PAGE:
• Free Republic reports that the price of gun ammunition is going up because the Democrats are planning a 500% excise tax (sic) on all ammo (sic). The ammunition market, as sensitive to political developments as the other major commodity markets, is, of course, far more complicated than Freepers would have you believe. The cost of extracting, refining and pumping bullets is determined by myriad factors, the exposition of which is surely a topic for another post. In a nod to the genius of the sort of person who sells ammunition in the first place, the seller of ammunition will not be restocking this newly expensive product.

  • Vanguard News Network, the trashier of the many white supremacist websites I read, reports that "this is a very low point in Western history."

  • Stormfront, my white trash website of choice, has crashed from people simultaneously rejoicing that Obama's election will bring a racial war at hand and others, screaming at the terror of being under the yoke of the black man for a change.

  • FOX News, which I've lately determined to have an astonishingly sparse website, has responded with a turgid op-ed piece that tries to focus on all the obscure events of the last 15 years. It's a narrative constructed in a tortured connect-the-oblong-trapezoid fashion.

  • If you're reading this and you voted Republican, you're a moron. There's sadly no way around it. If you are in a wild panic about the state of your country, know that I take the greatest of pleasures in your wild panic, and that I hope your taxes get raised and Obamamaniacs come and take your PSP and plasma TV. I do share your regret that Sarah Palin will not enjoy more publicity. I enjoyed her interviews and public appearances greatly.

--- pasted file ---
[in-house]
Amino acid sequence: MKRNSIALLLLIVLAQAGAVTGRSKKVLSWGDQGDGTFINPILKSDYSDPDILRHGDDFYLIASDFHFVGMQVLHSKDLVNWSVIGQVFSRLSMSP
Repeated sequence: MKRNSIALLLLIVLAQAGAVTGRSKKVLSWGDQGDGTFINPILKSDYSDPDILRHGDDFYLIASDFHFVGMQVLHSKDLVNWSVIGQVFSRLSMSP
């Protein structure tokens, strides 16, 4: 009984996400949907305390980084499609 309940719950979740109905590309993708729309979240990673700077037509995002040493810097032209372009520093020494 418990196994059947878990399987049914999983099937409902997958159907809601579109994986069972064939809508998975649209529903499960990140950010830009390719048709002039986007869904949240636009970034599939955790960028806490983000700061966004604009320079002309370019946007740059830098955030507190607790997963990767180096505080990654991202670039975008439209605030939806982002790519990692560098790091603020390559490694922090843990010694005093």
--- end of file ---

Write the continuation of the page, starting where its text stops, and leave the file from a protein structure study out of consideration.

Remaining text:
Lastly, Chicago's Grant Park, one of the most architecturally spectacular places in the world, was an excellent choice for Obama's acceptance speech. Both Obama and Chicago's waterfront are constructed, however ostentatiously, to project the very best of America.
  • Wednesday, November 05, 2008

    I watch my Sunday night football on Shanghai TV and I'm watching my US election coverage on FOX 5 from Atlanta. It's important to me to watch FOX today, much like I sought out the Boston Globe after the Super Bowl.

    Sunday, November 02, 2008

    45 miles per gallon

    Created by The Car Connection

    The test is kind of nebulous, but I'm pretty sure that I could run 45 miles on 4 litres of water (I walked that much in 19 hours on less water). I could definitely do it on four litres of lentils or liquified pasta or something. That's a lot of food.